Hollande: It won't be embarrassing for anyone. For me, it will be an opportunity to tell her exactly what I want: a reorientation of Europe in the direction of more growth. This is a necessity that the fiscal pact doesn't take into account.
SPIEGEL: Does this mean that you would behave like a defiant winner? Or would you more likely be eating humble pie?
Hollande: Neither. I have great respect for Mrs. Merkel, as well as for the German people, who, as we know, will go to the polls themselves in September 2013. And everyone knows that I, as a Socialist, have good connections to (Germany's center-left) Social Democratic Party.
SPIEGEL: You haven't just upset Mrs. Merkel, but also the heads of other European governments. Aren't you worried about becoming something of a pariah in Europe?
Hollande: Listen, no! I'm just on my way to visit Polish President (Bronislaw) Komorowski, and I've already met with President Georgio Napolitano in Italy. I've had meetings in Brussels with the president of the European Commission and EU foreign policy chief Catherine Ashton. Should I go on?
SPIEGEL: We're talking about those who don't want to meet with you. Our report that Mrs. Merkel and other leaders don't want to see you has caused a stir in France.
Hollande: I didn't write that article in SPIEGEL - you can bear witness to that. At any rate, it had two effects. First, the French asked themselves why this intention existed. Second, it led to denials. But it isn't foreign leaders who will decide the elections for the French people. Perhaps these people did me a service without knowing it.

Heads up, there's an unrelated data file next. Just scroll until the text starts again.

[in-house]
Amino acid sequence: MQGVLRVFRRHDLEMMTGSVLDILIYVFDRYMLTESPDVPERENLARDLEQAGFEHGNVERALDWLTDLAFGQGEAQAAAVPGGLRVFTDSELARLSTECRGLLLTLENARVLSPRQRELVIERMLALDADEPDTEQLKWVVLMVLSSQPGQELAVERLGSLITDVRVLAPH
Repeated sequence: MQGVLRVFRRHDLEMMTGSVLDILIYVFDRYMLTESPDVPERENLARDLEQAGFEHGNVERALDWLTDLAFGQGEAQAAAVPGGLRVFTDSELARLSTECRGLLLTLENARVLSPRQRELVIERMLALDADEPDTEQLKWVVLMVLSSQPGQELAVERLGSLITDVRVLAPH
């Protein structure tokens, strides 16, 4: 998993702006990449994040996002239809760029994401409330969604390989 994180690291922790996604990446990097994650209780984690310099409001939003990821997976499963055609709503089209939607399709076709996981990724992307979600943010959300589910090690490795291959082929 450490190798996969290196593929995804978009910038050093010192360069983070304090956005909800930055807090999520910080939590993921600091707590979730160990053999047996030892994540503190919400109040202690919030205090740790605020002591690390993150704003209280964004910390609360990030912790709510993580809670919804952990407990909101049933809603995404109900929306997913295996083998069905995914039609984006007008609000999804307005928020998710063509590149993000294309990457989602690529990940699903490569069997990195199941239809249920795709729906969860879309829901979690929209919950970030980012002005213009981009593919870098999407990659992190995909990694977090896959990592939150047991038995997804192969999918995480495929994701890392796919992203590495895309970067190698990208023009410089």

SPIEGEL: (Former conservative French Prime Minister) Dominique de Villepin called the chancellor's support for Sarkozy "the kiss of death."
Hollande: I really didn't ask Mrs. Merkel to arrange my eventual election in this way. But now everyone knows my position on the fiscal pact, and on the day after the election they will have to take it into account. If I become president, France will not continue with the same policies as under Nicolas Sarkozy -- both in domestic policy and in foreign and European policy.
SPIEGEL: And so now you're campaigning in France as the candidate who is confronting Germany.
Hollande: I'm also the candidate who knows that the German-French friendship is indispensable for Europe. And I will never let myself be carried away to making statements that would change it.
SPIEGEL: But they've already been made. Your fellow Socialist Party member Arnaud Montebourg said: "The question of German nationalism is returning through the Bismarckian policies Mrs. Merkel pursues." Do you distance yourself from that?
Hollande: I think (former German Chancellor) Helmut Schmidt came up with the best response at the SPD's (recent) party conference. Our two peoples, our political elites, cannot fall back into nationalism. We have to be careful not to be to be too arrogant, which is a tendency the French can also sometimes have. And a large country with such outstanding economic performance as Germany cannot forget that it owes some of its success to demand from other European countries.
- Part 1: 'They'll Have to Listen to Me'
- Part 2: 'We Need European Bonds'
- Part 3: 'There Will Be a Balanced Budget at the End of My Term'